In Pine Barrens, I always thought it was great how Tony saw right through Paulie's BS story, and Paulie knew it. As soon as Paulie gave his story, Tony turned and look right at Chrissy, who gave a shrug like, "Yeah, that's what happened," but Tony didn't buy it, and Paulie could tell right away, hence him immediately admitting that he messed (or something to that effect, haha) up. That is how well they all knew each other. Tony knew Christopher's affirmative shrug was nonsense, and Paulie could read Tony's face that he wasn't buying what he was being sold.
Repeat viewings always take the edge off because you know what happens, and the humor really shines through. But I do remember on first viewing the Ralphie scene having way more intensity and tension as they danced around the Pie-o-My fire and whether it was really an accident, and who might have caused it. As I like to call it the "right, what sick f@c!?" conversation:
Anthony 'Tony' Soprano Sr. : Lois said the horse was still alive. It was burnt so bad, they had to put it out of its misery
Ralph Cifaretto : I don't even want to think about it
Anthony 'Tony' Soprano Sr. : At this point, the fire Marshall said it looks "accidental."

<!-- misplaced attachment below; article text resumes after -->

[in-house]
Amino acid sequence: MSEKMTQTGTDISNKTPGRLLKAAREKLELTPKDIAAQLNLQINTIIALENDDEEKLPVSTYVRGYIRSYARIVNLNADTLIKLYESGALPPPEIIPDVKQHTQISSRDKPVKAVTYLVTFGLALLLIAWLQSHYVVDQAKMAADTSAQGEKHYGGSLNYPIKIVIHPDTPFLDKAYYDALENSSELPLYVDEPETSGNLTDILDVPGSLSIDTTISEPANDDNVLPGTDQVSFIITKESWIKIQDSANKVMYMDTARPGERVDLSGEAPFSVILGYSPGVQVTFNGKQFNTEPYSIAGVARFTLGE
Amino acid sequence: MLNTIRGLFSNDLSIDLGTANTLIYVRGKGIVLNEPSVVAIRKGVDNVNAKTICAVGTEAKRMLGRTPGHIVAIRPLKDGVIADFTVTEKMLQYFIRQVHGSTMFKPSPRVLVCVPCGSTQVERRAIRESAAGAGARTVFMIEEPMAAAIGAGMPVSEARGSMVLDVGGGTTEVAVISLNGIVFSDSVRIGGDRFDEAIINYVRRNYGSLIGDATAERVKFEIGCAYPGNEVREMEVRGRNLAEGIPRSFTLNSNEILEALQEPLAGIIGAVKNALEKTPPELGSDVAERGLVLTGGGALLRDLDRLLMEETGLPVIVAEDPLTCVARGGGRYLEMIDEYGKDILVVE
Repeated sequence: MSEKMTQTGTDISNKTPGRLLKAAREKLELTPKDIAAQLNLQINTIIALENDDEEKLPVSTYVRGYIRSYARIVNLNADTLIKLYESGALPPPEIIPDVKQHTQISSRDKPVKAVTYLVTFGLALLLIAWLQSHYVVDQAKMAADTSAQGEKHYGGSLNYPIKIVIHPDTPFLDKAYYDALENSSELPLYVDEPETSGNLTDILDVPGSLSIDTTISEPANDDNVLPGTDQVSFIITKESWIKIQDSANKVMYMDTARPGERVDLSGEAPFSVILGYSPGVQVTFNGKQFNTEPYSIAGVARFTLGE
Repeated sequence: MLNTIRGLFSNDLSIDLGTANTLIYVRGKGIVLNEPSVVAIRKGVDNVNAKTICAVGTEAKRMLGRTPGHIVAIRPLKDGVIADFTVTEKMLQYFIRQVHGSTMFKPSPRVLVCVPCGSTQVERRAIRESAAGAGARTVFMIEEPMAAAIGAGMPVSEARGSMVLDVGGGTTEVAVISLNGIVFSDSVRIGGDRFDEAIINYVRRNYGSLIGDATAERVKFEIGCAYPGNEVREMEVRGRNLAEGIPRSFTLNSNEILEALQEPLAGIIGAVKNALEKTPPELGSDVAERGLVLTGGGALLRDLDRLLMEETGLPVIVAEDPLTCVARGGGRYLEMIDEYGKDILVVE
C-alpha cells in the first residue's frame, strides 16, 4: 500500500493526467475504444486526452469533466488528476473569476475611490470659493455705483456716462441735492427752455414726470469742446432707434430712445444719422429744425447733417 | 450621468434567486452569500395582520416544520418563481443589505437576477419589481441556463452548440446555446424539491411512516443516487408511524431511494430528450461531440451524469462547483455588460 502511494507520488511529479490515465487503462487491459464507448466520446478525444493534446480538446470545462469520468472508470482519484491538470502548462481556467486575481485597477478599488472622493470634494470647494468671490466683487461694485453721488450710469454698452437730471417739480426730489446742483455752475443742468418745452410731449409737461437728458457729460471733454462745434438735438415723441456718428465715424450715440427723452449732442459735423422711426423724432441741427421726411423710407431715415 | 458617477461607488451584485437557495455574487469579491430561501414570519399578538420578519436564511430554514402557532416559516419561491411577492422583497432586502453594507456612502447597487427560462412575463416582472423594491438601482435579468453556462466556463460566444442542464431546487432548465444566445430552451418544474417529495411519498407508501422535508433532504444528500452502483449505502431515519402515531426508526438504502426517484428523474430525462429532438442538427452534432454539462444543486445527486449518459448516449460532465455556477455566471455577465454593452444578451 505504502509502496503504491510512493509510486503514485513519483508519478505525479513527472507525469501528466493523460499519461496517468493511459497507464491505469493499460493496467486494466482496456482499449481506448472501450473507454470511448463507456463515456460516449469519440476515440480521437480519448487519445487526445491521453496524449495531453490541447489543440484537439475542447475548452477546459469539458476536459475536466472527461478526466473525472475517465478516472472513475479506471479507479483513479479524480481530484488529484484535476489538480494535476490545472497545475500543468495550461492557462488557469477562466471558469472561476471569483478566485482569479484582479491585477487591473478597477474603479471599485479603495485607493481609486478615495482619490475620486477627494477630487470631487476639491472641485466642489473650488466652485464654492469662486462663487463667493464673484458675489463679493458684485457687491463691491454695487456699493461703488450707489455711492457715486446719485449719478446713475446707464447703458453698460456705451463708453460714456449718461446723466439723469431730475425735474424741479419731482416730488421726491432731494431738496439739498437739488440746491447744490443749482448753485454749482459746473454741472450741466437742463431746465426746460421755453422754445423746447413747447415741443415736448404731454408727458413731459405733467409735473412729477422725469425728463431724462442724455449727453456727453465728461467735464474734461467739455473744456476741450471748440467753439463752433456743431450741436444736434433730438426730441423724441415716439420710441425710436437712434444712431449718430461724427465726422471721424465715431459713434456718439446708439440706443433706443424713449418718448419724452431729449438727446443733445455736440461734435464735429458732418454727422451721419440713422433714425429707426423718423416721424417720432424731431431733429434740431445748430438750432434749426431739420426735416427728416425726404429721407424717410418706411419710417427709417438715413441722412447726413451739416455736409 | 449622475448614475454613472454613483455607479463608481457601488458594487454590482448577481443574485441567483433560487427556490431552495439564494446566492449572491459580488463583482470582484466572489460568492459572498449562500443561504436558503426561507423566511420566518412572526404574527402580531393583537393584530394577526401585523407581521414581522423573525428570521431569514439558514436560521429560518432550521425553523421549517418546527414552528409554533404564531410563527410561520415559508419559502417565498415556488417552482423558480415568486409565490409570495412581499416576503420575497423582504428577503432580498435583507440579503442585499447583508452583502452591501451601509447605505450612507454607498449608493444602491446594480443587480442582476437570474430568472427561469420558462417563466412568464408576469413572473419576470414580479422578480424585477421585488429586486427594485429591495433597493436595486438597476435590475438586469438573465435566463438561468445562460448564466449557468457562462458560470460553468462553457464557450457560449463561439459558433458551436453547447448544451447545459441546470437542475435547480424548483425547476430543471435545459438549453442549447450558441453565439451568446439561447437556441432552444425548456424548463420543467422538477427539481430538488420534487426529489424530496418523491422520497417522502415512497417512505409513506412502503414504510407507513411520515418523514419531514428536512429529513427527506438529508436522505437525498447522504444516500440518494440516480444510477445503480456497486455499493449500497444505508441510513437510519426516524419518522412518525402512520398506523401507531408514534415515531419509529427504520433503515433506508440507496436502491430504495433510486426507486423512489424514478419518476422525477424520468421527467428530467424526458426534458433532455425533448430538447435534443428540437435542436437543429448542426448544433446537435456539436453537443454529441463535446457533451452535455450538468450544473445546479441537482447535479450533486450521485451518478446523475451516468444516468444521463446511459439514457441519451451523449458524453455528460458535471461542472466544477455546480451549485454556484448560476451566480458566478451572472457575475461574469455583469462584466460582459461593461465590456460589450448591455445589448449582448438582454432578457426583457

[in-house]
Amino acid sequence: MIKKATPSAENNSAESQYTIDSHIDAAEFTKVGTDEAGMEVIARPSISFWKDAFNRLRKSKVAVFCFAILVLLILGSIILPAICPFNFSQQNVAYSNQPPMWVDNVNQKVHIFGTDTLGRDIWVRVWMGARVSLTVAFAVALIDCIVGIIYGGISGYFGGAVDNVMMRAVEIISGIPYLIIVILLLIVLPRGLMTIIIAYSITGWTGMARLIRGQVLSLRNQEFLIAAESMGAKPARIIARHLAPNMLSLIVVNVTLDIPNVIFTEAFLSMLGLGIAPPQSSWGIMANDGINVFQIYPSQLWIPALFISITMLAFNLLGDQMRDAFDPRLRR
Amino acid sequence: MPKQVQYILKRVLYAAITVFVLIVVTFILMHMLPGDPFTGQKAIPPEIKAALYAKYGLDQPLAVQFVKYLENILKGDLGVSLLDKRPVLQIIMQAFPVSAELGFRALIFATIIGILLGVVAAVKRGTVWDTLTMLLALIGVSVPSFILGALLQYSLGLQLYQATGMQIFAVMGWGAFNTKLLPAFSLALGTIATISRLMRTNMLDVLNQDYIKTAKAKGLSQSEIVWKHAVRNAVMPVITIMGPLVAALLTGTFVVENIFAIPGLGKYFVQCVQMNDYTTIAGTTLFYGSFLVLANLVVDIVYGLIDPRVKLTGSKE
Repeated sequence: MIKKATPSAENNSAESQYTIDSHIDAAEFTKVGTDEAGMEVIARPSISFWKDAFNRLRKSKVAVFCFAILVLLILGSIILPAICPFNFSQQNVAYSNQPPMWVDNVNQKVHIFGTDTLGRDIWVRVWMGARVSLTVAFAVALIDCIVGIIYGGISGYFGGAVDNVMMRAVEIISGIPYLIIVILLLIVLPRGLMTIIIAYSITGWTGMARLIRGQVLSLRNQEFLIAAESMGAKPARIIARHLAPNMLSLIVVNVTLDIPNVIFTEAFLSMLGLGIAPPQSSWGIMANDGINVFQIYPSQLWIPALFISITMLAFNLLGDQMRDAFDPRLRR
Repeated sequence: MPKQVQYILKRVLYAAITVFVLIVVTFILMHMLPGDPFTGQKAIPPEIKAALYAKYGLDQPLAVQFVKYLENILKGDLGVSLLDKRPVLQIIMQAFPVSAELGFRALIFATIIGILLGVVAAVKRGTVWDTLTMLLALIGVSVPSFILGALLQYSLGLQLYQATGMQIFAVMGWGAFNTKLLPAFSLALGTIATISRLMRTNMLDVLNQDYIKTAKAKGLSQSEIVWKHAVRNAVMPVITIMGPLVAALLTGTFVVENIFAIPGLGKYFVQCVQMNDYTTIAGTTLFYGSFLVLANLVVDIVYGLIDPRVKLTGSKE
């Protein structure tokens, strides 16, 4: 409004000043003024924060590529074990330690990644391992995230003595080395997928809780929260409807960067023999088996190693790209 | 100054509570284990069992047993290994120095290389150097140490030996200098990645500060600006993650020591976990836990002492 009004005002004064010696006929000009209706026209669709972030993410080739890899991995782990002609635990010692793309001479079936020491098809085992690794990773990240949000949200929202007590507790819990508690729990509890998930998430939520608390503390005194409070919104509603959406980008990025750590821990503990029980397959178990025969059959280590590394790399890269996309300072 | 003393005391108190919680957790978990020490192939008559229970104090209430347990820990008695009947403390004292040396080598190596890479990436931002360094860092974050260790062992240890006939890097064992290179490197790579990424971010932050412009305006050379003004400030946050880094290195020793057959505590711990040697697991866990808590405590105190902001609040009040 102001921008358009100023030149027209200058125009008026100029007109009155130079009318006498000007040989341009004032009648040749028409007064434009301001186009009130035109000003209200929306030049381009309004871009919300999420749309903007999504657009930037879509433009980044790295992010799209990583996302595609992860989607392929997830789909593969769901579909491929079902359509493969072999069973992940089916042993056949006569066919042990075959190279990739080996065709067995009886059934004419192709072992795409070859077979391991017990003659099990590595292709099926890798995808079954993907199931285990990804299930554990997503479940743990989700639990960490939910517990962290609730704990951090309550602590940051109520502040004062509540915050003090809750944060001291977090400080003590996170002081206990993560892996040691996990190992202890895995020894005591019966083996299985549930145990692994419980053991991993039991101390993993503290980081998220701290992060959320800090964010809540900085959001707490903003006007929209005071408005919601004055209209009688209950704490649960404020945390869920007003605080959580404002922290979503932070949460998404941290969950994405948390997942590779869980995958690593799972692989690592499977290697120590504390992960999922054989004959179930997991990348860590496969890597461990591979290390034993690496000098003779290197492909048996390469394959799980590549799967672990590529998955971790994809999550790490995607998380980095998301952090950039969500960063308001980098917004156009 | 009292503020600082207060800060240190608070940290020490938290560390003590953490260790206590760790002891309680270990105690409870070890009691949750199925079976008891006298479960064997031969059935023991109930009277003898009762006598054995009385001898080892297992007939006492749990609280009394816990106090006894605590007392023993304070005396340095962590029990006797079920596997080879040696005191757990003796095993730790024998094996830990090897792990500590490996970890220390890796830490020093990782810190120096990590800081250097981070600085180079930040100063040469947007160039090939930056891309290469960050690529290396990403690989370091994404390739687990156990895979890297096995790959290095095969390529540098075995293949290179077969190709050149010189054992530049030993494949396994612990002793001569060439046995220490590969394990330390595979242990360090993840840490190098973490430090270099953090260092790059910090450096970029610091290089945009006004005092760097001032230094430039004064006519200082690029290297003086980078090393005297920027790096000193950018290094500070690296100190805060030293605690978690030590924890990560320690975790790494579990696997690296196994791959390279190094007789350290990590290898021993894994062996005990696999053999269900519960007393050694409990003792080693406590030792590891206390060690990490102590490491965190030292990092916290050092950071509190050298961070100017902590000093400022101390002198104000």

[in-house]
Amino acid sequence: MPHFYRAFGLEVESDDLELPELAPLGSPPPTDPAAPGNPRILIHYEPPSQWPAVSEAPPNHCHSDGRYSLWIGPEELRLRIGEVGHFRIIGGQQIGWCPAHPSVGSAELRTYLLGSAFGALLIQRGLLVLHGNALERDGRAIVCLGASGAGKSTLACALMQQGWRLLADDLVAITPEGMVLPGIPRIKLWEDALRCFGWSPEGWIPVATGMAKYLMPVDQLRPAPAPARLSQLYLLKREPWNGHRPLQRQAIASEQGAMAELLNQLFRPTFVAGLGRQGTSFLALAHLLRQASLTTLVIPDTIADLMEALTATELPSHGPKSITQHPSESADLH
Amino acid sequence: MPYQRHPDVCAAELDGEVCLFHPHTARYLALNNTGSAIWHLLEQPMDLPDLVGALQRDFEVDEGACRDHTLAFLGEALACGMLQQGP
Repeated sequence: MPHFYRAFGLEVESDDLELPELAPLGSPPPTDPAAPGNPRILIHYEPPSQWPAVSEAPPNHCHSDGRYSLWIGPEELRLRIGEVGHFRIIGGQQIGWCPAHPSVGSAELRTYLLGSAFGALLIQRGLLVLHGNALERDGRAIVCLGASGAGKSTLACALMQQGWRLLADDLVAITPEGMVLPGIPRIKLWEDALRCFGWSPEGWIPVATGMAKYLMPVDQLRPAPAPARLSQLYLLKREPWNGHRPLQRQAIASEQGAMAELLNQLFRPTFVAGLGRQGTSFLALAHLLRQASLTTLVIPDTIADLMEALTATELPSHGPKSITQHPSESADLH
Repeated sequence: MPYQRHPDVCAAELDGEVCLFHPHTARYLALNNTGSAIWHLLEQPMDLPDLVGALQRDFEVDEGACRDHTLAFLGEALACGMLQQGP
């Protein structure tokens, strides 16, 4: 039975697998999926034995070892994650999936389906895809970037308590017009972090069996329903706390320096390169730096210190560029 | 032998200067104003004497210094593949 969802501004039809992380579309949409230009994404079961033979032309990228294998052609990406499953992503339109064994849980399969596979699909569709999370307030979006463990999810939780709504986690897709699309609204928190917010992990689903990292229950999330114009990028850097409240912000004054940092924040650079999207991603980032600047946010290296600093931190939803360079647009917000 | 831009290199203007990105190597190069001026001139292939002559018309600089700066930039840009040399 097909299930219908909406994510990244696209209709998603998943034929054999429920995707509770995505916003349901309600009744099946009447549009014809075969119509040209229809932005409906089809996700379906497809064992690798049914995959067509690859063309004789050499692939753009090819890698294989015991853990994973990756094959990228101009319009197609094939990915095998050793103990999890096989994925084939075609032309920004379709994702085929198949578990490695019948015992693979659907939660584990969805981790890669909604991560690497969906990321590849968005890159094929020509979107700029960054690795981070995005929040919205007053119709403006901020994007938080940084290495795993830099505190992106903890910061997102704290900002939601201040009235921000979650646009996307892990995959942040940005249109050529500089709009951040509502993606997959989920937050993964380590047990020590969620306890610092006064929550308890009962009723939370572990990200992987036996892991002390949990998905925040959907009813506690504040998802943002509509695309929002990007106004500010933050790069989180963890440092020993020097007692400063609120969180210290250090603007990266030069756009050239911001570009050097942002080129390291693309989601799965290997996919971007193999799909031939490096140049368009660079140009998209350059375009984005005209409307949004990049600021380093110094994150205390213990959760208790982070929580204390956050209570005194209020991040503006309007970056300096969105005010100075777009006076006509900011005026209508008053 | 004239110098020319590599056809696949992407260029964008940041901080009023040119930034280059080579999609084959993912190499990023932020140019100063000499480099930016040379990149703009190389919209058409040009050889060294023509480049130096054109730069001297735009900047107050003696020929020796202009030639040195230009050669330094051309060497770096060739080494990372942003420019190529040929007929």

Ralph Cifaretto : What sick f@c! would do something like that on purpose huh?
Ralph Cifaretto : [while making breakfast eggs] you know I was telling Justin's mother sour cream is the secret ingredient
Anthony 'Tony' Soprano Sr. : Right, what sick f@c!?
Ralph Cifaretto : What?
Anthony 'Tony' Soprano Sr. : It's funny about God, fate, and sh!t like that. The horse gets better and we take out two hundred grand insurance in the race coming up. Suddenly there's a fire
Ralph Cifaretto : What're you saying? You think I had something to do with it?
Anthony 'Tony' Soprano Sr. : I didn't
Ralph Cifaretto : Anthony, what're you a horse investigator now? Come on, they said it was an accident, right?
Anthony 'Tony' Soprano Sr. : You know what? Maybe I will have some eggs
Ralph Cifaretto : Toast?
That is just amazing dialog and when it erupts in violence it's choreographed even better than the way they dance in the conversation.